As many readers will know, on the last day of November the Stuff media group ran an apology to Maori New Zealanders on the front page of all their newspapers under the heading “We are sorry”. They said that they had been racist, “contributing to stigma, marginalization and stereotypes against Maori”.
I admit I didn’t pay too much attention to the apology, writing it off to the increasing “wokeness” of Stuff’s editorial positioning.
But the matter became a good deal more personal when last Sunday (6 December) the editorial in the Sunday Star-Times apologised for the way in which the Dominion-Post had covered the speech that I had given to the Orewa Rotary Club in January 2004, almost 17 years earlier. The speech was described as “Brash’s attempt to win power off the back of a speech designed to pit Maori against Pakeha”.
I was outraged by that description. Certainly, the speech produced an unprecedented surge in support for the National Party, of which I was Leader at that time, but it was not “a speech designed to pit Maori against Pakeha”.
There was nothing in the speech which should have offended Maori. I recognized that both colonists and Maori were sometimes less than honourable in their dealings with each other in the mid-19th century. I expressed support for paying compensation when it could be shown that injustices occurred, and indeed urged that the resolution of historical grievances should be accelerated.
The speech was intended to reaffirm that the National Party was firmly committed to a single standard of citizenship, with all New Zealanders having equal political rights, irrespective of their ancestry, as the Treaty of Waitangi unambiguously promised.
I asked the editor of the Sunday Star-Times for a right of reply and was told that I could write a letter to the editor which they would consider for publication. And they did publish my letter today (13 December), in full, and under the headline “No apology for Orewa”. For that, I am grateful, though regret that they deleted from the text that I had supplied a link to the full text of the speech so that readers could judge for themselves whether it was racist.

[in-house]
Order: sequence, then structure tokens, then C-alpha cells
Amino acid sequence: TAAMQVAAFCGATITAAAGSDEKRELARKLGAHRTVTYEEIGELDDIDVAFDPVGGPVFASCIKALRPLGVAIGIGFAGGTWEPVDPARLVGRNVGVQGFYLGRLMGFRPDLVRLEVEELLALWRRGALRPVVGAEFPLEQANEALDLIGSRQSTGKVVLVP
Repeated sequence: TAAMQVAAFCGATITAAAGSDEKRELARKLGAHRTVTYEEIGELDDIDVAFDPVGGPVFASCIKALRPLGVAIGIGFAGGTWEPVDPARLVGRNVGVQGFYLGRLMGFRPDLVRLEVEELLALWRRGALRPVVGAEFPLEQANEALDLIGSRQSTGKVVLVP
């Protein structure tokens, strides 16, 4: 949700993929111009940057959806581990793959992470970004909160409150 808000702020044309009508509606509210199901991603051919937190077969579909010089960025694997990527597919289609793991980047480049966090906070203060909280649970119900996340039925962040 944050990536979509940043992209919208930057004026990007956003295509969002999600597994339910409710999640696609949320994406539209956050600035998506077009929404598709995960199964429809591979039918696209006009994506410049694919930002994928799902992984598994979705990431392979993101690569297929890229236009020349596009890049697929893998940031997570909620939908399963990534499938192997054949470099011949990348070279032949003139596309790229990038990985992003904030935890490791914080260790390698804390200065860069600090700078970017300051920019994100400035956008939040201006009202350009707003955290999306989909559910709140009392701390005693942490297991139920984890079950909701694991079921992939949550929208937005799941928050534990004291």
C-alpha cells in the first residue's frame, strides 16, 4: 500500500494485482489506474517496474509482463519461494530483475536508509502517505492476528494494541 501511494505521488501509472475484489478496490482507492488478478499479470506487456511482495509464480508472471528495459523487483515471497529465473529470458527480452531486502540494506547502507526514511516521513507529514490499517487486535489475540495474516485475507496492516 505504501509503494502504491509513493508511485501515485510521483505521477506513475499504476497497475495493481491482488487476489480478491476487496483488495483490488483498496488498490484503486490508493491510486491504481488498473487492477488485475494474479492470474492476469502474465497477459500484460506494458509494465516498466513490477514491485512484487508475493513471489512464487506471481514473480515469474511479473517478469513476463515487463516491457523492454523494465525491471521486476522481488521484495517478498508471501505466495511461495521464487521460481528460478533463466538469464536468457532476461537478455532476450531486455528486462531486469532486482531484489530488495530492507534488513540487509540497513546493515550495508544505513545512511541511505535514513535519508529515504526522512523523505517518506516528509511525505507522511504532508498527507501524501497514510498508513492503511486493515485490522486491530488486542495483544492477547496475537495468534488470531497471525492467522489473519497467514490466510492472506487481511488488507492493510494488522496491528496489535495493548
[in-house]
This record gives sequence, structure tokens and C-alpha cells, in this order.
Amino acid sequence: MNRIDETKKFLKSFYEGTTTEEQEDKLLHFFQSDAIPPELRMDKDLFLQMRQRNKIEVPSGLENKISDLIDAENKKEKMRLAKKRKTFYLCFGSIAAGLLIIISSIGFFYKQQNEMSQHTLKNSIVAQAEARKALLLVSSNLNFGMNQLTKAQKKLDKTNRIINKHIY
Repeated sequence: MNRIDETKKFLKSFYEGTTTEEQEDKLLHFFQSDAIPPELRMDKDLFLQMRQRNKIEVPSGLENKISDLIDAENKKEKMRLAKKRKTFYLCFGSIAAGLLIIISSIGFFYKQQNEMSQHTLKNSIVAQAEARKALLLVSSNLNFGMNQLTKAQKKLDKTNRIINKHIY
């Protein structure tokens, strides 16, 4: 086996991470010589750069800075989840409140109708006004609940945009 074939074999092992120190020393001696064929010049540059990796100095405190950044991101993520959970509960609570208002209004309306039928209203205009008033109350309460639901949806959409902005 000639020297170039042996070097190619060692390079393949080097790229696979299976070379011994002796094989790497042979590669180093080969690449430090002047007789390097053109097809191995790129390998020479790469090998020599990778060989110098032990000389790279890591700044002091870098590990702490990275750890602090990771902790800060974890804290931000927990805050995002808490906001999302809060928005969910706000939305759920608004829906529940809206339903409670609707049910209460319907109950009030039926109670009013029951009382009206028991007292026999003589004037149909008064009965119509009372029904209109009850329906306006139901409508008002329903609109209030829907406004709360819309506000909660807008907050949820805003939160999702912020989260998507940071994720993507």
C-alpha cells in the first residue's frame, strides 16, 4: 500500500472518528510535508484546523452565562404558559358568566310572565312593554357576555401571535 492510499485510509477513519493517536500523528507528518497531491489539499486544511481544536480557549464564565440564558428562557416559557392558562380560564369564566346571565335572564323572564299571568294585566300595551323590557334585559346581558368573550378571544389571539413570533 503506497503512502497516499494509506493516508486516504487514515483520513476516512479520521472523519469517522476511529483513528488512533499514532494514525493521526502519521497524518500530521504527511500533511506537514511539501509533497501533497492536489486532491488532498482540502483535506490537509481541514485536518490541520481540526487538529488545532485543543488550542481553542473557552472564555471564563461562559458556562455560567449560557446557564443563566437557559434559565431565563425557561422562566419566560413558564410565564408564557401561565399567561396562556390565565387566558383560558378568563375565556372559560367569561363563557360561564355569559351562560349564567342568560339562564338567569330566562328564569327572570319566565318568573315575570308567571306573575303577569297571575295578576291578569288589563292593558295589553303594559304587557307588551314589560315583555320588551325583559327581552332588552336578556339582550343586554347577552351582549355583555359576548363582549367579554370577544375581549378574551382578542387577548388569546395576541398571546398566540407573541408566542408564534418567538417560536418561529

Re-reading the speech this month, I was struck by its continuing relevance: unless we do constantly push back against those who would divide New Zealanders into those with some Maori ancestry and the rest of us, it is very hard to see a peaceful future for New Zealand.
The full text can be read on my website at https://www.donbrash.com/national-party/orewa-2004-nationhood/.
This may be our last Update for 2020, so let me remind you that we are still seeking additional help with gathering signatures for local referenda on Maori wards in Whangarei and Kaipara (and in the Northland Regional Council area), Tauranga, New Plymouth, Taupo, Gisborne, Ruapehu, and South Taranaki.
It is not difficult collecting signatures. Many are willing to sign petitions because they want to have a say on the issue. Go to [email protected] to volunteer.
And in closing, thank you for your ongoing interest and support, and all the very best for the holiday season and 2021.
- By Don Brash
Hobson’s Pledge spokesman
Our coastal petition is growing
Our petition which asks Parliament to amend the Marine and Coastal Area (Takutai Moana) Act 2011 to restore public ownership of the coastal area, put all claims through the High Court, and repeal customary marine title, while affirming customary rights has picked up 25,907 signatures. We need your support. The petition may be signed at https://www.change.org/beaches4all
Taxpayers tipped to buy Ihumatao
Today, Cabinet was to consider a proposal for taxpayers to buy land at Ihumatao with no word on whether the land would be given to claimants. Our petition for the Government to allow both Te Kawerau a Maki and Fletchers to proceed with their lawful business on private land at Ihumatao, near the Auckland airport, has collected 3360 signatures. Our petition is at http://chng.it/xPN6P55k
Frequently asked questions
- What is Hobson's Pledge? Hobson’s Pledge supporters think it is absurd to argue in the 21st century that people who chance to have a Maori ancestor, always with other ancestors too of course, should have superior rights to those who don’t. And utterly absurd that there are politicians who want to be taken seriously who still push this nonsense.
- What are the issues we're facing today?
- What are our campaigns?
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